Unlike earlier examples that relied on dyes or liquid crystals to change their color, the thermochromic liquid used tiny wires. Tests showed that it kept its ability to change its color despite going through hundreds of heat-cool cycles.
The new material was developed by researchers at the Agency for Science, Technology and Research (A*STAR) and their counterparts at the National University of Singapore (NUS). They published their findings in the science journal Advanced Materials.
They suggested several possible uses for the thermochromic liquid, such as smart windows and disposable temperature sensors made out of paper.
Organic dyes or liquid crystals enabled the color-changing capability of the earlier generation of thermochromic materials. While it was possible to produce dye-based or crystal-based materials on a massive scale, the two suffered from drawbacks.
The biological origin of organic dyes meant that prolonged exposure to light would break them down over time. For liquid crystals, their weakness was getting exposed to air – they required protective capsules. (Related: New “smart” fabrics will allow you to wear your electronics.)
The A*STAR Institute of Materials Research and Engineering developed a thermochromic liquid that eliminated the vulnerability to light and air of its predecessors. Wen-Ya Wu led the team of researchers that came up with the new smart material.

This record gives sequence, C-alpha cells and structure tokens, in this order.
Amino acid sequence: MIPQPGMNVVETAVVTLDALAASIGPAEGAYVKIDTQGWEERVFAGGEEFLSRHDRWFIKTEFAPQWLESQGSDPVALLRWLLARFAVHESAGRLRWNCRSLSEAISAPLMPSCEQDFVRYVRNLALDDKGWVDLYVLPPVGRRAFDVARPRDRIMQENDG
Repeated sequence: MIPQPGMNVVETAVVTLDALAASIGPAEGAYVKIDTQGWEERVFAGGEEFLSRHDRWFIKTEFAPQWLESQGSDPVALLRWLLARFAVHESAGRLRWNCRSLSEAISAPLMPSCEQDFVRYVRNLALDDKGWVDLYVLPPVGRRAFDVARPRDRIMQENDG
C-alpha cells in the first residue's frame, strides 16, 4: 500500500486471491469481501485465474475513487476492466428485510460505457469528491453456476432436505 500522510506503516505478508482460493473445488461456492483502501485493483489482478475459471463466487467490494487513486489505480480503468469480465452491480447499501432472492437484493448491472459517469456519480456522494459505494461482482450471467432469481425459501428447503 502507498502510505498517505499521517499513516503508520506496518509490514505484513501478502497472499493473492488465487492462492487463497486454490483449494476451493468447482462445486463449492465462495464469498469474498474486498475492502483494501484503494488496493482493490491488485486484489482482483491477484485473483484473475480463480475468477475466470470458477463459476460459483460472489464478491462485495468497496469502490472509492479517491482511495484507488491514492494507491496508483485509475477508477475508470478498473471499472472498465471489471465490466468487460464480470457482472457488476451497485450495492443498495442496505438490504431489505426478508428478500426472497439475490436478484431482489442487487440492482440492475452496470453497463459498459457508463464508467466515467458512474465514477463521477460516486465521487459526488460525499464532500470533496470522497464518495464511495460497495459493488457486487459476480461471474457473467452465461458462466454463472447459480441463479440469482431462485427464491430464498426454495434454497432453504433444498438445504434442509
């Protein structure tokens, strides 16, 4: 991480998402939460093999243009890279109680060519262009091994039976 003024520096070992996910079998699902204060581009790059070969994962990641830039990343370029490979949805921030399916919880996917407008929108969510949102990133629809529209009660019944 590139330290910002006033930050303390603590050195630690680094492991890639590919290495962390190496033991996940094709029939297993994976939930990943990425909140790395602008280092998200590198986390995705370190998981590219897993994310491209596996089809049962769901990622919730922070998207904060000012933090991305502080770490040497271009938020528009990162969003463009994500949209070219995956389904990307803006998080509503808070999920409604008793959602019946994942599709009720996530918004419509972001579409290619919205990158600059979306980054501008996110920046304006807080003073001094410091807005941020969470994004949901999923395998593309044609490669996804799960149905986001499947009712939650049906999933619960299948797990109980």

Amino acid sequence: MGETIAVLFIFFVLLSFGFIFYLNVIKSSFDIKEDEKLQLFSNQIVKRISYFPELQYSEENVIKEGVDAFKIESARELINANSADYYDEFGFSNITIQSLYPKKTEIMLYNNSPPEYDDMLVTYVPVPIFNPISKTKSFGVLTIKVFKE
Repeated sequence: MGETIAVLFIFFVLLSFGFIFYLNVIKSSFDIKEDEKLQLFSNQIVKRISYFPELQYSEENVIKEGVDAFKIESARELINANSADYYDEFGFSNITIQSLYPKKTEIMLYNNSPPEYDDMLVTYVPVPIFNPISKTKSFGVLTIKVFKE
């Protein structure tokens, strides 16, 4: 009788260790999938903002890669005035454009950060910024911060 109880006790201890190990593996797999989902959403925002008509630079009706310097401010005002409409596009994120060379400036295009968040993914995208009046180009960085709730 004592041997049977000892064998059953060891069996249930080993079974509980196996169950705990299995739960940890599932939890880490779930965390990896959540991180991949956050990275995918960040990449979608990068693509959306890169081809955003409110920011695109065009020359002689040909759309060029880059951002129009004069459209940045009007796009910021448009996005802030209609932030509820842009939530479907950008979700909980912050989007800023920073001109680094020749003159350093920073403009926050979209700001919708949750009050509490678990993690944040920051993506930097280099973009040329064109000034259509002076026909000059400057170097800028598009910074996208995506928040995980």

Wu replaced the traditional dyes and liquid crystals with semiconductor nanocrystals. These electrically conductive particles absorbed a wide range of light frequencies and remained stable despite heavy exposure to photons.
When placed in the right solvent, semiconductor crystals disperse through the medium as a colloidal suspension. (Egg white is a common example of such a suspension.)
“While exploring the synthesis of colloidal antimony selenide (Sb2Se3) nanoparticles, we serendipitously discovered that they formed crystalline nanowires upon heating and dissolved into their molecular precursors upon cooling, in a certain mixture of solvents,” explained Wu in an interview.
She selected antimony triselenide (Sb2Se3) for the semiconductor crystals. When unheated, the molecular precursors of the compound are generally transparent.
Once the temperatures rose, the molecules formed antimony triselenide in the shape of wires. The chemical compound absorbed a broad range of light.
The research team put their thermochromic liquid through tests to measure the robustness and long life of its color-changing ability. When they left a solution of the molecular precursors alone for two years, the solution remained stable despite exposure to ambient conditions.
Further, they ran the solution through hundreds of heating and cooling cycles. The thermochromic liquid maintained the same performance level of color-changing activity.
The researchers found it possible to adjust the transition temperature from 95 F (35 C) to 284 F (140 C). They did this by adding tiny amounts of tin chloride to the solution.
Tin chloride interacted with the selenium precursor of the semiconductor crystals. The greater the amount of tin chloride, the lower the temperature needed to trigger the formation of antimony triselenide nanowires that changed the color of the liquid.
Wu's team applied a coat of the thermochromic solution on filter paper. Their tests showed that the makeshift sensor reacted differently to hotter and colder parts of an irregularly heated surface.
“Our liquid-based thermochromic system potentially allows coating on to a large variety of surfaces,” shared Wu.